Let’s Look At This Realistically: What to do about Bottled Water

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Depending on the criteria used for evaluation, plastic water bottles can be seen in a largely positive or negative light. When looking at the problems with bottled water, we consider the environment, cost and health concerns that apply to bottled water. On the other hand, plastic water bottles can be seen in a positive light when the nutritional value and convenience are measured. For these reasons, water bottles are a good thing but they don’t necessarily outweigh the negative effects of bottled water. A few solutions have been made-up to try and solve the problem but only one of them really works. Though water is healthy, plastic water bottles are not worth the money they use and damage they cause to the environment and to our health.…show more content…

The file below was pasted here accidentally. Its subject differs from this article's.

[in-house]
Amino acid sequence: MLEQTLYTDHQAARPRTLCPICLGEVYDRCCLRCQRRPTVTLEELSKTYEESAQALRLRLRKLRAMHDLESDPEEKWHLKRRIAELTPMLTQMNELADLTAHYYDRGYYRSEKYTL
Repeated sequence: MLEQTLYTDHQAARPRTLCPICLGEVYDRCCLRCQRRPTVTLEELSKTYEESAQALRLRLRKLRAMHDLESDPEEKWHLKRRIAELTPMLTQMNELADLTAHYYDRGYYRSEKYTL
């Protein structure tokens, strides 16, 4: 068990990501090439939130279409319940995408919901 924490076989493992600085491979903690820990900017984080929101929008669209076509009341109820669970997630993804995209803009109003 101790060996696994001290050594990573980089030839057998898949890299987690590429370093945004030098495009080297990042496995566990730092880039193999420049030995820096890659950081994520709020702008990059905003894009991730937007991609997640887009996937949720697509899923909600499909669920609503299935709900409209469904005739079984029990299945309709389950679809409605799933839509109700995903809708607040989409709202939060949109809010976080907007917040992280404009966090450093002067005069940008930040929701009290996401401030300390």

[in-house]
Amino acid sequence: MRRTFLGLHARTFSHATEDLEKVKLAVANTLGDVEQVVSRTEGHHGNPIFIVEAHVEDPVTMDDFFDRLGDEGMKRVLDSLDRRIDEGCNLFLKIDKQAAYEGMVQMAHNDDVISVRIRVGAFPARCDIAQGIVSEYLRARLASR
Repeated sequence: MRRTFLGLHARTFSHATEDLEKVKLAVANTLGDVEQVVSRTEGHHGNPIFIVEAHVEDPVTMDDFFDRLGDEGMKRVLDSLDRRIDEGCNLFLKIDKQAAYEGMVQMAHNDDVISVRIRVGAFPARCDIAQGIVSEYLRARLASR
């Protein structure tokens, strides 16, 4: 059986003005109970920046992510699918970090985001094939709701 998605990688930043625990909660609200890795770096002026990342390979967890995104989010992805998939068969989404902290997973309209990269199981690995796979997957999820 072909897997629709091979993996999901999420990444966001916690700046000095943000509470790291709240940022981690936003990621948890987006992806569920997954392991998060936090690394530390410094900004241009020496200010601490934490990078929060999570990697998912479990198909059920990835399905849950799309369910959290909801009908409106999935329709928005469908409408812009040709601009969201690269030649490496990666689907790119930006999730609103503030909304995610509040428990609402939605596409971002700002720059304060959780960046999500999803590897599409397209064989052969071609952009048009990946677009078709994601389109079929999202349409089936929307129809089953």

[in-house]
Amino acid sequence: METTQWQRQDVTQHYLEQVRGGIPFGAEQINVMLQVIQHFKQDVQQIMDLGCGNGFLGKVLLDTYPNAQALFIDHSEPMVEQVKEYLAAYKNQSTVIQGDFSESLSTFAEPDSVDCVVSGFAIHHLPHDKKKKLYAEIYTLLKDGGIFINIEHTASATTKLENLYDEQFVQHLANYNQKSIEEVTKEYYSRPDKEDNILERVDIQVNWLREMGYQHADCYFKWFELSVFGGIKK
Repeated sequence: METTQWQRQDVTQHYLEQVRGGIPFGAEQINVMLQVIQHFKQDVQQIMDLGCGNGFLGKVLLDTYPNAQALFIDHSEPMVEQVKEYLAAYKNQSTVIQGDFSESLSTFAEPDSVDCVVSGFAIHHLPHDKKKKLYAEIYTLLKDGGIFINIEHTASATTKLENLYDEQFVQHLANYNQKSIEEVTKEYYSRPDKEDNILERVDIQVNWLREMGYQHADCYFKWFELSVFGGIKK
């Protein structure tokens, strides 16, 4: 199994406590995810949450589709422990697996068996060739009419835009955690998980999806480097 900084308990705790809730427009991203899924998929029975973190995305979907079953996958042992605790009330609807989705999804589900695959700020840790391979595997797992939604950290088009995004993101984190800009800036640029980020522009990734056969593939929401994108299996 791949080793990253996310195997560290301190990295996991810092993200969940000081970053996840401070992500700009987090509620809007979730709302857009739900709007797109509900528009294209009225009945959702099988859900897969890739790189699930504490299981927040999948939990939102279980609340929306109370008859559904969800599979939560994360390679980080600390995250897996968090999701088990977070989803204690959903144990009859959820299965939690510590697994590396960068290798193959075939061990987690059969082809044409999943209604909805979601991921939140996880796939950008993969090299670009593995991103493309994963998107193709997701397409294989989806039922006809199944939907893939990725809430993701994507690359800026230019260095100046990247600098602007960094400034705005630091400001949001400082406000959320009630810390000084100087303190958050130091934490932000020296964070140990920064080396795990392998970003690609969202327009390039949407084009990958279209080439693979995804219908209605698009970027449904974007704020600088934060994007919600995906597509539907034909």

Depending on the criteria used for evaluation, plastic water bottles can be seen in a largely positive or negative light. When looking at the problems with bottled water, we consider the environment, cost and health concerns that apply to bottled water. On the other hand, plastic water bottles can be seen in a positive light when the nutritional value and convenience are measured. For these reasons, water bottles are a good thing but they don’t necessarily outweigh the negative effects of bottled water. A few solutions have been made-up to try and solve the problem but only one of them really works. Though water is healthy, plastic water bottles are not worth the money they use and damage they cause to the environment and to our health. If they are judged on the basis of the waste build up, it seems that they are not a good product to keep manufacturing. Landfills, today, are filled with recyclable products including millions of plastic water bottles. Janice Denehy, an executive editor of The Journal of School of Nursing, writes in Water for Sale: What are the Costs?, “In 2006, over 22 billion empty plastic water bottles were thrown into the trash.” (2008, p.59) For reasons like laziness and inconvenience people seem to have a difficult time properly disposing of water bottled. This number is ever increasing throughout the years. Denehy also points out, “It is estimated that only 10% of plastic water bottles are recycled.” (2008, p. 59) While not all plastic bottles are

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